A mighty God is the Lord: come, let us adore him.
Year: B(II). Psalm week: 2. Liturgical Colour: Green.
Other saints: Saint Fursa or Fursey (- c.650)
East Anglia, Ireland
He was an Irish monk who did much to establish Christianity throughout the British Isles and particularly in East Anglia, at a time when a high Christian civilisation existed in Ireland but had been largely wiped out elsewhere.
Born in Ireland, he established a monastery at Rathmat, on the shores of Loch Corrib, and then journeyed to England where he founded another at Burgh Castle, near Yarmouth. He finally crossed over to France and became the abbot-founder of Lagny, near Paris. He was buried in Picardy and his shrine survived until the French Revolution. His life is also famous for his remarkable ecstasies, of which St Bede and others wrote.
Other saints: Saint Joseph Vaz (1651 - 1711)
Joseph Vaz was a missionary born on 21 April 1651 in Goa, India. He died on 16 January 1711 in Kandy, present day Sri Lanka. He was an Oratorian missionary priest. He arrived in Sri Lanka (formerly known as Ceylon) during the Dutch occupation.
The Dutch had expelled the Portuguese who had introduced Catholicism to Sri Lankan. The Dutch then went on to impose Calvinism as the official religion in Sri Lanka. Father Vaz travelled throughout Sri Lanka, bringing the Eucharist and Sacraments to clandestine groups of Catholics. He would sometimes disguise himself as a beggar in order to facilitate his mission. Later, he founded a shelter in the Kingdom of Kandy where he intensified his missionary work of ministering to both the minority Tamil and Sinhalese ethnic groups. By the time of his death, he had managed to rebuild the Catholic Church in Sri Lanka. He was beatified by Pope Saint John Paul II on 21 January 1995, in the Sri Lankan capital, Colombo, and canonized there by Pope Francis on 14 January 2015.
About the author of the Second Reading in today's Office of Readings:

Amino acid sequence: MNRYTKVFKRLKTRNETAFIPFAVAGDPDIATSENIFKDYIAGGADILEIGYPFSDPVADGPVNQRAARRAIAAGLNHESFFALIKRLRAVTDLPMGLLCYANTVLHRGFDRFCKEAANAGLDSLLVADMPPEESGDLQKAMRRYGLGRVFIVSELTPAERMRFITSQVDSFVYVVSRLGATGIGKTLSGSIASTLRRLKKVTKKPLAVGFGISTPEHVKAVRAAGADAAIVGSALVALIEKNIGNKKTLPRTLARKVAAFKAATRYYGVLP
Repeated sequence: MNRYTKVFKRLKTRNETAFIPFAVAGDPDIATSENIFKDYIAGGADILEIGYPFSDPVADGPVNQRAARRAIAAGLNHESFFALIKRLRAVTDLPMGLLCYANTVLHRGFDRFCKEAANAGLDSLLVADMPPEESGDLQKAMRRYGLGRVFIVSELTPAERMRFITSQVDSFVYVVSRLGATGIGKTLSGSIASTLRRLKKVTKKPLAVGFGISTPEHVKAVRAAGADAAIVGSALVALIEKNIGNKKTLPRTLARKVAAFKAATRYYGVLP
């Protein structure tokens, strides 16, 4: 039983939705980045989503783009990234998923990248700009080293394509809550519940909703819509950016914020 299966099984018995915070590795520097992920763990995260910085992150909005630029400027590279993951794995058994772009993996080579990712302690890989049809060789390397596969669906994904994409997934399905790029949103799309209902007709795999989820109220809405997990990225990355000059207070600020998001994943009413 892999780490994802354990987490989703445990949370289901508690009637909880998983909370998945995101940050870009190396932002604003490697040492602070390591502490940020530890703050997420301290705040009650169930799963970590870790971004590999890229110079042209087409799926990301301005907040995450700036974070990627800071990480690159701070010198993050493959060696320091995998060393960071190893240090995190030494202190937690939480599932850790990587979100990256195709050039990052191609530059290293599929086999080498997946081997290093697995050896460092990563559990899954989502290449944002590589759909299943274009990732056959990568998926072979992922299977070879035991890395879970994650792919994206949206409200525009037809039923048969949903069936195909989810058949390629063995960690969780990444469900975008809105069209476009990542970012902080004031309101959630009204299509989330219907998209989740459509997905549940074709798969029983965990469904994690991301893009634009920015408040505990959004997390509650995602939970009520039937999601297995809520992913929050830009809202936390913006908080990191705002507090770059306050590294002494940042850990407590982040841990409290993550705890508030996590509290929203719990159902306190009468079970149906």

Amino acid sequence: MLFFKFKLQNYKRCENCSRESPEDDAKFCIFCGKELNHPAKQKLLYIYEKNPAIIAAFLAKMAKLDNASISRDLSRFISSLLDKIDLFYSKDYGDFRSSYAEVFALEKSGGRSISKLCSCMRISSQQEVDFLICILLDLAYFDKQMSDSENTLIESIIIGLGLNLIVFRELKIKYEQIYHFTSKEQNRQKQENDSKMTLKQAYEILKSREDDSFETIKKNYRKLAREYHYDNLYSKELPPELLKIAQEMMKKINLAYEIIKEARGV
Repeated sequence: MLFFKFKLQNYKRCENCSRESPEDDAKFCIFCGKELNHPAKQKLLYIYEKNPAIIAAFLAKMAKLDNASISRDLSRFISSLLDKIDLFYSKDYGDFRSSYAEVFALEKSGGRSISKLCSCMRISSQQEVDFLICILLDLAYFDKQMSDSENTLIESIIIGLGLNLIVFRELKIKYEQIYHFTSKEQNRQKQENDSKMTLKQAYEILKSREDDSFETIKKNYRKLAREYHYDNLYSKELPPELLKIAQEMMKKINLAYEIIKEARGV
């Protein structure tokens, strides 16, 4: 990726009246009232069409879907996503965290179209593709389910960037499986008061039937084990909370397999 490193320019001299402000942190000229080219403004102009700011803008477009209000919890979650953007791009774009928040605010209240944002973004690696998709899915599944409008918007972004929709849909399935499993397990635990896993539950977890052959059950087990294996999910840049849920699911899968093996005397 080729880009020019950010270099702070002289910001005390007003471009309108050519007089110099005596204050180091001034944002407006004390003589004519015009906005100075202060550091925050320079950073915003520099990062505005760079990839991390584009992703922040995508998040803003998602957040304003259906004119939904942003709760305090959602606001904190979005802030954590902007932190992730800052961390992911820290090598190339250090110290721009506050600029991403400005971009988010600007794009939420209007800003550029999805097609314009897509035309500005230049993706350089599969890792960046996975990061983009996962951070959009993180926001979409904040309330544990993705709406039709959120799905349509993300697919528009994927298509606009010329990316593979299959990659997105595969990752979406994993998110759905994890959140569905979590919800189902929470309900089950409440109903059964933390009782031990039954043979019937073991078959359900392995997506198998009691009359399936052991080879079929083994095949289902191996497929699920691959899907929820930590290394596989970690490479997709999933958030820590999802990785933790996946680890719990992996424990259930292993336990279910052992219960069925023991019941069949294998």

Second Reading: Pope St Clement I
Clement was Bishop of Rome after Peter, Linus and Cletus. He lived towards the end of the first century, but nothing is known for certain about his life. Clement’s letter to the Corinthian church has survived. It is the first known Patristic document, and exhorts them to peace and brotherly harmony.
Liturgical colour: green
The theological virtue of hope is symbolized by the colour green, just as the burning fire of love is symbolized by red. Green is the colour of growing things, and hope, like them, is always new and always fresh. Liturgically, green is the colour of Ordinary Time, the season in which we are being neither especially penitent (in purple) nor overwhelmingly joyful (in white).
|Mid-morning reading (Terce)||1 Corinthians 12:4-6 ©|
There is a variety of gifts but always the same Spirit; there are all sorts of service to be done, but always to the same Lord; working in all sorts of different ways in different people, it is the same God who is working in all of them.
|Noon reading (Sext)||1 Corinthians 12:12-13 ©|
Just as a human body, though it is made up of many parts, is a single unit because all these parts, though many, make one body, so it is with Christ. In the one Spirit we were all baptised, Jews as well as Greeks, slaves as well as citizens, and one Spirit was given to us all to drink.
|Afternoon reading (None)||1 Corinthians 12:24,25-26 ©|
God has arranged the body and that there may not be disagreements inside the body, but that each part may be equally concerned for all the others. If one part is hurt, all parts are hurt with it. If one part is given special honour, all parts enjoy it.